The Hunchback of Notre Dame (U)
Directed by: Gary Trousdale, Kirk Wise
Starring: Demi Moore, Jason Alexander and Mary Kay
Running time: 91 min
A deformed bellringer must assert his independence from a vicious government minister in order to help his friend, a gypsy dancing girl.
Disney’s The Hunchback of Notre-Dame finally gets a Blu-Ray release!
by Laura Hornack
It was never meant to be Disney’s black sheep, yet somehow, “The Hunchback of Notre-Dame” is often disregarded when people list their Top Ten’s – which is too bad, because the 1996 retelling of Victor Hugo’s “Notre-Dame de Paris” offers an amazingly crafted ninety minutes during which phenomenal music, multi-layered characters, and moral values all mix up into a daring masterpiece without equal.
The movie tells the story of Quasimodo, the deformed bell ringer of Notre-Dame, who is forced to live up in the cathedral’s bell tower since his involuntary guardian, Claude Frollo, thinks him unfit for the public. Judge and Minister (and de facto ruler) of Paris, Frollo’s life goal is to free the city of gypsies, a profession that makes him equally hated and feared by the public. When on the 6th of January, the day of The Feast of Fools, Quasimodo disobeys Frollo and dares to sneak outside to participate in the spectacle, he kicks off a series of dramatic events, but, as it is the law with Disney, to a happy end. Before such end is reached though, the viewer witnesses a list of topics incredibly uncommon for what was (rather falsely) advertised to be a movie for kids and kids only; attempted infanticide, genocide in process, various attempts of murder, religious bigotry, and sexual frustration.
The character chosen from the novel (due to pacing issues, some were cut out or heavily modified) were modeled to make their positions clearer; Quasimodo is neither deaf nor dimwitted, Captain Phoebus is not an arrogant womanizer, but a true-hearted soldier who needs a little push into the right direction. The most interesting choice of character variation is the one of Claude Frollo. Disney took the book’s version and split it into two entirely different persons – the archdeacon, Frollo’s original profession, is now the judge’s archenemy, representing the kindness and love that is absent in Disney’s Frollo who is driven by his hate against gypsies and mad devotion to act in God’s name, ever-worried about his immortal soul (the very reason he takes in Quasimodo in the first place as he is responsible for his mother’s death).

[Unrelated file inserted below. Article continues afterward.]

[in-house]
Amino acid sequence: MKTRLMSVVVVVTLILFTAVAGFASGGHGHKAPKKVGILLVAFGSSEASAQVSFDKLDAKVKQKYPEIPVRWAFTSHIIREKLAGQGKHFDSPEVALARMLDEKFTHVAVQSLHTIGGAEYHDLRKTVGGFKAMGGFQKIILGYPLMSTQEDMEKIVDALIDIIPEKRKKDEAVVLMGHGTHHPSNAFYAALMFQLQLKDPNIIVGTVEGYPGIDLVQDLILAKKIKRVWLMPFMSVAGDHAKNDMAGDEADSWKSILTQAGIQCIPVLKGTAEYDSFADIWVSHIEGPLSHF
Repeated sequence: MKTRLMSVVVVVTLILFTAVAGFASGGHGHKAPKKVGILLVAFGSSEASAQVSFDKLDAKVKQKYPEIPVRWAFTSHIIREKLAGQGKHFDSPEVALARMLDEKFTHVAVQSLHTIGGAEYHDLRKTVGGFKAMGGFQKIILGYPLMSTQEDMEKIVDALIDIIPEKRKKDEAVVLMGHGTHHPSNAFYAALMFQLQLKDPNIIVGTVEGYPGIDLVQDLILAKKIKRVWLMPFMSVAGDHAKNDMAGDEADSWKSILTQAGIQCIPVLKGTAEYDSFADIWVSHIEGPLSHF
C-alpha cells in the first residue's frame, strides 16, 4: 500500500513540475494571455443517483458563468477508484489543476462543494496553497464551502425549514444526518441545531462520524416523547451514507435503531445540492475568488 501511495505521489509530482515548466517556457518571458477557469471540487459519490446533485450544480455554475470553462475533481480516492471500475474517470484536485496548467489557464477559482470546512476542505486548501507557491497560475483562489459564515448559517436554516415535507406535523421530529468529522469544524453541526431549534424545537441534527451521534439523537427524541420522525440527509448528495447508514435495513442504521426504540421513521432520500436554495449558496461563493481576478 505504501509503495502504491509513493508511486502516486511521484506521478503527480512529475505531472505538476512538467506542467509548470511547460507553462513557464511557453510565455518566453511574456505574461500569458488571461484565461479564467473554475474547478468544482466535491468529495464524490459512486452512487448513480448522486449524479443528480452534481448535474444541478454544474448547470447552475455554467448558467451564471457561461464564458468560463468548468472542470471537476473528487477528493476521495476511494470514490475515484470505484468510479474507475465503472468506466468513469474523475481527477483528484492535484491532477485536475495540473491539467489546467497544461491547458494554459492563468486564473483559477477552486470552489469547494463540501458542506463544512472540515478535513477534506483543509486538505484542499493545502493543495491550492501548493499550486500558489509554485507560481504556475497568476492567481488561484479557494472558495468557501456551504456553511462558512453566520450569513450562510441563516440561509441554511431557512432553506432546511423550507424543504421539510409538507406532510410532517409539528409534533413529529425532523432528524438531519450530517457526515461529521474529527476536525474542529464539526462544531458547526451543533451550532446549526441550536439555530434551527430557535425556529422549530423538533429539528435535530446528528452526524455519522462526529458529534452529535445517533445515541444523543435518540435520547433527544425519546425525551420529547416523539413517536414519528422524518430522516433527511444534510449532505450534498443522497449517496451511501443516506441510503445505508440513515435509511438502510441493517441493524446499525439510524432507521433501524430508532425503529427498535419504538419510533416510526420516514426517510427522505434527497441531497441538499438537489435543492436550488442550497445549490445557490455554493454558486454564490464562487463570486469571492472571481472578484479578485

Esmeralda, a rather naïve fifteen-year-old in the book, is now a self-confident, cool and pugilistic woman who’d rather take on any foe instead of letting injustice prevail. Not once is she a damsel in distress, and that is a refreshing change to all the run-of-the-mine princesses. (Side note: her animal sidekick Djali the goat was taken directly from the novel and, unlike the gargoyles, was –not- was not an addition by Disney).
Now, the gargoyles… I find them annoying, but I see the necessity for a comic relief; and picturing them as figments of Quasimodo’s imagination, who in twenty years had no real friends to talk to, makes them more bearable. The fact that they have some of the darkest jokes makes me not despise them altogether.